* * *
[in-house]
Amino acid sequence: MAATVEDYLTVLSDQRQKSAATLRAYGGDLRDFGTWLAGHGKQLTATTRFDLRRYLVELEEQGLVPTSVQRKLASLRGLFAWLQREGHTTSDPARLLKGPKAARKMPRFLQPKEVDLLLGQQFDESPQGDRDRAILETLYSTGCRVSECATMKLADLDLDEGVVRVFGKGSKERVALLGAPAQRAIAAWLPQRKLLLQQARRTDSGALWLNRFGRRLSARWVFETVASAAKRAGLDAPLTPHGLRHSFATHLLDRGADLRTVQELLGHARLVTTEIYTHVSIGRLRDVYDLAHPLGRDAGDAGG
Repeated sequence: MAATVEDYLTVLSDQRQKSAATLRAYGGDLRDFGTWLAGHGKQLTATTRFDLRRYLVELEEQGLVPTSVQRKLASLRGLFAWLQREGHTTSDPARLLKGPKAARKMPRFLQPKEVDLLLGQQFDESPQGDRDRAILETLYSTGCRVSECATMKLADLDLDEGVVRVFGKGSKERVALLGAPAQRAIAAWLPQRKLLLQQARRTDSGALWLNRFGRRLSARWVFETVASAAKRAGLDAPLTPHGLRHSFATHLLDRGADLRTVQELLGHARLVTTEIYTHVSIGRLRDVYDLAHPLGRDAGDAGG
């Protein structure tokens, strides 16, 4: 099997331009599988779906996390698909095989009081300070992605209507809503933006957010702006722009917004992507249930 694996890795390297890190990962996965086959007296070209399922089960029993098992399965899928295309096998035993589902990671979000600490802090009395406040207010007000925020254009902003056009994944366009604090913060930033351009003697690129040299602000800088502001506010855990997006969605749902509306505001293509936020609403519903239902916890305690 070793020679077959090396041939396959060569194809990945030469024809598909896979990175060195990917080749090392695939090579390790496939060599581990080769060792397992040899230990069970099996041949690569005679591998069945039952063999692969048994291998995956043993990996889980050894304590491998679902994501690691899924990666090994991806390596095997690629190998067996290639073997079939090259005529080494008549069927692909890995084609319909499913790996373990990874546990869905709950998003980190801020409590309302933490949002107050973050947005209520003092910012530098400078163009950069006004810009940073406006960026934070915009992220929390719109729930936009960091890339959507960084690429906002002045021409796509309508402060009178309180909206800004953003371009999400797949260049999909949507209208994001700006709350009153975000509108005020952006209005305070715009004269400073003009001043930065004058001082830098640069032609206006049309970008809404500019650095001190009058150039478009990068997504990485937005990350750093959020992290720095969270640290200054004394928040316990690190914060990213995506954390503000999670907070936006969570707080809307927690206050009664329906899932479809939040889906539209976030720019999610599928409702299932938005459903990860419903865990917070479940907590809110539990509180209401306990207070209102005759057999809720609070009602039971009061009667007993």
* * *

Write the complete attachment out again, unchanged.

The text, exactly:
[in-house]
Amino acid sequence: MAATVEDYLTVLSDQRQKSAATLRAYGGDLRDFGTWLAGHGKQLTATTRFDLRRYLVELEEQGLVPTSVQRKLASLRGLFAWLQREGHTTSDPARLLKGPKAARKMPRFLQPKEVDLLLGQQFDESPQGDRDRAILETLYSTGCRVSECATMKLADLDLDEGVVRVFGKGSKERVALLGAPAQRAIAAWLPQRKLLLQQARRTDSGALWLNRFGRRLSARWVFETVASAAKRAGLDAPLTPHGLRHSFATHLLDRGADLRTVQELLGHARLVTTEIYTHVSIGRLRDVYDLAHPLGRDAGDAGG
Repeated sequence: MAATVEDYLTVLSDQRQKSAATLRAYGGDLRDFGTWLAGHGKQLTATTRFDLRRYLVELEEQGLVPTSVQRKLASLRGLFAWLQREGHTTSDPARLLKGPKAARKMPRFLQPKEVDLLLGQQFDESPQGDRDRAILETLYSTGCRVSECATMKLADLDLDEGVVRVFGKGSKERVALLGAPAQRAIAAWLPQRKLLLQQARRTDSGALWLNRFGRRLSARWVFETVASAAKRAGLDAPLTPHGLRHSFATHLLDRGADLRTVQELLGHARLVTTEIYTHVSIGRLRDVYDLAHPLGRDAGDAGG
């Protein structure tokens, strides 16, 4: 099997331009599988779906996390698909095989009081300070992605209507809503933006957010702006722009917004992507249930 694996890795390297890190990962996965086959007296070209399922089960029993098992399965899928295309096998035993589902990671979000600490802090009395406040207010007000925020254009902003056009994944366009604090913060930033351009003697690129040299602000800088502001506010855990997006969605749902509306505001293509936020609403519903239902916890305690 070793020679077959090396041939396959060569194809990945030469024809598909896979990175060195990917080749090392695939090579390790496939060599581990080769060792397992040899230990069970099996041949690569005679591998069945039952063999692969048994291998995956043993990996889980050894304590491998679902994501690691899924990666090994991806390596095997690629190998067996290639073997079939090259005529080494008549069927692909890995084609319909499913790996373990990874546990869905709950998003980190801020409590309302933490949002107050973050947005209520003092910012530098400078163009950069006004810009940073406006960026934070915009992220929390719109729930936009960091890339959507960084690429906002002045021409796509309508402060009178309180909206800004953003371009999400797949260049999909949507209208994001700006709350009153975000509108005020952006209005305070715009004269400073003009001043930065004058001082830098640069032609206006049309970008809404500019650095001190009058150039478009990068997504990485937005990350750093959020992290720095969270640290200054004394928040316990690190914060990213995506954390503000999670907070936006969570707080809307927690206050009664329906899932479809939040889906539209976030720019999610599928409702299932938005459903990860419903865990917070479940907590809110539990509180209401306990207070209102005759057999809720609070009602039971009061009667007993």